Robert Leslie Dunson, Petitioner-appellant, v. United States of America, Respondent-appellee, 87 F.3d 1315 (6th Cir. 1996)Annotate this Case
May 17, 1996
Before: MARTIN, JONES, and NELSON, Circuit Judges.
Robert Leslie Dunson, a pro se federal prisoner, appeals a district court order denying his motion to vacate, set aside, or correct his sentence under 28 U.S.C. § 2255. This case has been referred to a panel of the court pursuant to Rule 9(a), Rules of the Sixth Circuit. Upon examination, this panel unanimously agrees that oral argument is not needed. Fed. R. App. P. 34(a).
In April 1990, Dunson entered a conditional plea of guilty to one count of possession with intent to distribute cocaine. The district court sentenced Dunson on August 8, 1990, to 240 months in prison and ten years of supervised release, which represented the statutory minimum for a defendant previously convicted of a felony drug offense. Dunson's conviction and sentence were affirmed by a panel of this court on direct appeal. See United States v. Dunson, 940 F.2d 989 (6th Cir. 1991), cert. denied, 503 U.S. 941 (1992).
Dunson subsequently filed a motion to vacate which raised the issues of lack of notice of intent to use the previous conviction for enhancement, see 21 U.S.C. § 851, and ineffective assistance of counsel. The government conceded error on the § 851 issue, and the magistrate judge recommended that the motion to vacate be granted and that Dunson be resentenced within the applicable guideline range. Dunson initially attempted to amend his motion to add a claim that his guilty plea was involuntary due to counsel's erroneous advice regarding the sentence he faced, but, upon consultation with appointed counsel, he withdrew his ineffective assistance of counsel claim, abandoned his effort to attack his guilty plea, and moved the district court to accept the magistrate judge's recommendation. The district court, accordingly, adopted the magistrate judge's report and granted Dunson's motion to vacate his sentence. On March 2, 1993, the district court resentenced Dunson to 120 months in prison and five years of supervised release, thus cutting his sentence in half. The ten-year sentence represented the mandatory minimum for an offense involving seven kilograms of cocaine. Dunson's new sentence was affirmed by this court in an unpublished opinion. See United States v. Dunson, No. 93-5320, 1993 WL 524291 (6th Cir. Dec. 17, 1993), cert. denied, 114 S. Ct. 1120 (1994).
Dunson then filed his present motion to vacate, presenting four grounds for relief: (1) his trial counsel (Williams) rendered ineffective assistance and had a conflict of interest, (2) his appointed counsel for the first § 2255 motion and resentencing (Bratt) rendered ineffective assistance, (3) his appellate counsel following resentencing (Waggener) rendered ineffective assistance, and (4) the district court failed to comply with Fed. R. Crim. P. 32(c) (3) (D) by providing only cursory responses to Dunson's objections to the presentence investigation report.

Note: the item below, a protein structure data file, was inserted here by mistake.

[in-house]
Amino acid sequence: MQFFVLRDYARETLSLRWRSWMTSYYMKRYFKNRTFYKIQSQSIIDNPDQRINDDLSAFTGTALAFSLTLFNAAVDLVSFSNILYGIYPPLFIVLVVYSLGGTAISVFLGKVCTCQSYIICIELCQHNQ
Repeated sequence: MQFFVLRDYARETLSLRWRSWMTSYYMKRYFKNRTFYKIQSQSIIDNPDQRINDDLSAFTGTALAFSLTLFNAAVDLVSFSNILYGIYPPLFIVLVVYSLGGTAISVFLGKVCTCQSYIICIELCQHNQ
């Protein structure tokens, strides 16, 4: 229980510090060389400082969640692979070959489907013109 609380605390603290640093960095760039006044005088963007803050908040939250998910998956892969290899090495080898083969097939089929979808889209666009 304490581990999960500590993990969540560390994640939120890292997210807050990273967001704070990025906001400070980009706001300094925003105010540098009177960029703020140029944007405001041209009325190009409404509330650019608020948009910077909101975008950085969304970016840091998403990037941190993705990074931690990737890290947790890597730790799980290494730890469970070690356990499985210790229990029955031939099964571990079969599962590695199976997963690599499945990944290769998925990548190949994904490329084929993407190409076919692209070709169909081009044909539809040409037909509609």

In a report filed on May 16, 1995, the magistrate judge recommended that Dunson's motion to vacate be denied. The magistrate judge found that the claim against Williams constituted an abuse of the writ, that his other attorneys provided effective representation, and that the record of Dunson's resentencing did not support the assertion that the district court failed to respond adequately to his objections. Dunson filed timely objections that reiterated his earlier arguments. In an order entered on June 16, 1995, the district court overruled these objections, adopted the magistrate judge's report as the opinion of the court, and denied the motion to vacate. On July 3, 1995, Dunson filed a motion to reconsider on the ground that the district court had "failed to explain in specific detail its factual and legal reason for its findings." The district court overruled the motion to reconsider in an order entered on July 21, 1995. Dunson timely filed an appeal from that order.
On appeal, Dunson again argues that the district court failed to explain its reasoning in specific detail. He also raises issues as to alleged ineffective assistance of all three attorneys plus several issues relating to his motion to suppress evidence and his conviction. He has also filed motions for free transcripts and for bond pending appeal.
Upon review, we conclude that the district court did not err in denying Dunson's motion to vacate for the reasons stated by the magistrate judge as adopted by the district court. To warrant relief under § 2255 on the basis of nonconstitutional error, the record must reflect a fundamental defect in the proceedings that inherently results in a complete miscarriage of justice or an omission inconsistent with the rudimentary demands of fair procedure. Reed v. Farley, 114 S. Ct. 2291, 2300 (1994); United States v. Todaro, 982 F.2d 1025, 1028 (6th Cir.), cert. denied, 508 U.S. 943 (1993). To warrant relief under § 2255 for constitutional error, the record must reflect an error of constitutional magnitude which had a substantial and injurious effect or influence in determining the jury's verdict. Brecht v. Abrahamson, 507 U.S. 619, 637 (1993); United States v. Ross, 40 F.3d 144, 146 (7th Cir. 1994). Dunson has not met this standard.